But he says he only reported the incident after Nikolic allegedly assaulted his girlfriend two months later.

Pegus told the court an altercation between the two began with a phone call in which Nikolic accused him of spreading rumours about his brother. It continued the next morning when the two arrived at the stable to ride trackwork.

In the belief that they were going to discuss their differences, Pegus said he followed Nikolic into the stable office where things turned violent.

“As I walked in Danny flew at me and started throwing punches,” he told the court.

Det Sen Const Salerno is due to give evidence in the contested hearing on Friday.

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AMP and China Life set up new fund

AMP Capital and China’s biggest insurer China Life will establish a new funds management company in China with the hope of handling some of the $800 billion on offer.


AMP will hold a 15 per cent stake in the new China Life AMP Asset Management Company, with the balance to be held by China Life Asset Management Company, a subsidiary of China Life Insurance Company.

China Life is China’s largest insurance group, institutional investor and corporate pension manager.

“Total assets under management in China’s mutual fund industry is expected to reach $0.8 trillion in 2013 growing at 15 per cent per annum to reach almost $1.5 trillion in 2017,” AMP said in a statement on Monday.

The deal will be China Life’s first joint venture in mainland China with a foreign partner in funds management.

Recent regulatory changes in China mean insurance companies can establish funds management companies offering public funds to retail and institutional investors.

The joint venture is subject to regulatory approval by the China Securities Regulatory Commission.

AMP chief executive Craig Dunn said the deal would give the company direct access to the world’s second largest and fastest growing major economy.

“The funds management joint venture represents the commercialisation of our memorandum of understanding with China Life and is the ideal balance of our mutual strengths and capabilities,” Mr Dunn said.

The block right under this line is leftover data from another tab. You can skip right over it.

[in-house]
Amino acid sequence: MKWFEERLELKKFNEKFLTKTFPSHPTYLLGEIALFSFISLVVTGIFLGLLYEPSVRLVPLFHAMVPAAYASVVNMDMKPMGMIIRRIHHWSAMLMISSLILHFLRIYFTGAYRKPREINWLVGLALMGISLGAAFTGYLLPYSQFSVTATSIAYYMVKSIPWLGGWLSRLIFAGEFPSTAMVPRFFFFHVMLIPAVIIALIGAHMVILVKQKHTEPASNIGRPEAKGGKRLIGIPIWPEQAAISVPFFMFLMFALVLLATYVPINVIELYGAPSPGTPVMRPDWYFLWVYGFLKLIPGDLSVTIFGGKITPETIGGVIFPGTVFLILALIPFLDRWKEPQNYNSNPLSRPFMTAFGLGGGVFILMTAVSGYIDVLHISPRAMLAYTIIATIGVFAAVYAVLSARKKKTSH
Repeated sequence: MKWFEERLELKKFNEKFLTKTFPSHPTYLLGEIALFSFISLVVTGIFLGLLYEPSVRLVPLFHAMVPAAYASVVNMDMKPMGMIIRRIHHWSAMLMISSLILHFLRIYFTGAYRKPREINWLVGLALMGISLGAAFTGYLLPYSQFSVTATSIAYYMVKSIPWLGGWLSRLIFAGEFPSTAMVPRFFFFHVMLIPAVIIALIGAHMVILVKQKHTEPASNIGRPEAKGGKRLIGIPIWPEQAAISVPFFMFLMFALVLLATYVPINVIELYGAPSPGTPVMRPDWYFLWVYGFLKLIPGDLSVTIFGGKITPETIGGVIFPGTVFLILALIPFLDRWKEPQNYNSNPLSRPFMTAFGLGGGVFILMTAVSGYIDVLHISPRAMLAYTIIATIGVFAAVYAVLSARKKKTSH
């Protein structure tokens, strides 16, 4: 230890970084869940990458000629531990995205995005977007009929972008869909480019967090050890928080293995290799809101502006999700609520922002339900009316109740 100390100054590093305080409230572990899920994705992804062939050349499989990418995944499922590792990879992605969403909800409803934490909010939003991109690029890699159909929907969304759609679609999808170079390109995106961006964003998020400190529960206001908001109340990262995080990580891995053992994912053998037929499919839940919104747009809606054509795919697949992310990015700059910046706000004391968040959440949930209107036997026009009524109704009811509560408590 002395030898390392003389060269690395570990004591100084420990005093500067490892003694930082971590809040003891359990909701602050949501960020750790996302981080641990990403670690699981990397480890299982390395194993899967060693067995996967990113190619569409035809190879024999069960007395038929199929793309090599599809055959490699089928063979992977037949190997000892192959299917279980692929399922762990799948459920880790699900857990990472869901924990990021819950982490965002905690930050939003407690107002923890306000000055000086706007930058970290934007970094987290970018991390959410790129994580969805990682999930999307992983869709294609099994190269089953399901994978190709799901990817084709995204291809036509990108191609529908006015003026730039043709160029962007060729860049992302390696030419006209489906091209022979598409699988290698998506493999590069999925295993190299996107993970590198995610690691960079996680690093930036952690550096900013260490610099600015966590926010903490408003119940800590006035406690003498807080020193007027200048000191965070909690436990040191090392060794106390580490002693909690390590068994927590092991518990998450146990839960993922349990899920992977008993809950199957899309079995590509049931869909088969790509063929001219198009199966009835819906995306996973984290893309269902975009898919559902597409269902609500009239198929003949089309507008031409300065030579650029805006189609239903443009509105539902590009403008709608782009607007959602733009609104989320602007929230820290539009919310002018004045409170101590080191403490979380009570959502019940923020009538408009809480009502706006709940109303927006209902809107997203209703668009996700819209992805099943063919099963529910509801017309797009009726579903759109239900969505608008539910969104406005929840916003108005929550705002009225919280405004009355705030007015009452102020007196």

The joint venture means AMP Capital now has an institutional and retail presence in Australia, China and Japan.

AMP shares dropped five cents, or 1.05 per cent, to $4.69.

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Melzer wins ATP Winston-Salem Open

Frenchman Gael Monfils fell victim to an abdominal muscle injury and retired from the ATP Winston-Salem final handing Austrian Jurgen Melzer the crown.


Melzer was leading 6-3 2-1 – and was up a break in the second set – when Monfils called it quits after consulting with a trainer.

The latest of the injury hard luck that has followed flamboyant shot-maker Monfils throughout his career comes with the start of the US Open, the last Grand Slam of the season, starting on Monday in New York.

The 15th seed plainly felt the injury while serving in the third game of the second set, after dropping the first set in 33 minutes to his 32-year-old opponent.

He was broken in a game that went to deuce four times, reduced to leaning on his racquet after each point in the final game.

He was visited by the trainer on court but opted not to continue, giving Melzer his fifth career title and first on hardcourt.

“I’m a little bit sad. I’m a big fighter and I wanted to make it today,” said Monfils, who had also been bidding for a fifth title. “I felt great this week and was playing good tennis.

“It was my first time here and I had played quite well. I had some tough matches and played quite well. I’m now just hoping for a speedy recovery for the US Open.”

Monfils had also been treated for muscle pain and tightness during his semi-final win on Friday over Alexandr Dolgopolov.

The world number 43 hadn’t played for a month prior to this week after an ankle injury suffered in training forced him to miss the Montreal and Cincinnati Masters.

Monfils was playing in only his fifth event since a runner-up finish in Nice, staged the week before the French Open in May.

The injuries have slowed Monfils’ bid to rebuild his ranking. He had fallen as low as 108th in early February but has climbed back into the top 50 by reaching the quarter-finals or better seven times this season.

He now stands 29-17 for 2013 and is fighting to be fit for a first-round match at Flushing Meadows against Romanian Adrian Ungur.

Melzer, who missed a month after Wimbledon with a shoulder injury, said taking on Spain’s Gala Blanco as his coach was paying dividends.

“I’m very happy to win this title, I was not happy with first-round losses at Montreal and Cincinnati, I did not perform well,” he said.

“But I really had a great week here. I’m very sorry for Gael. He has such a big heart and is such a fighter. When he retires from a match, you know something is wrong. I wish him a speedy recovery for the Open.”

Melzer began the match with a break for a 2-0 lead. Monfils saved a set point in the eighth game to narrow the gap to 5-3, but the experienced Austrian delivered a service winner to pocket the set on his third opportunity in the next game.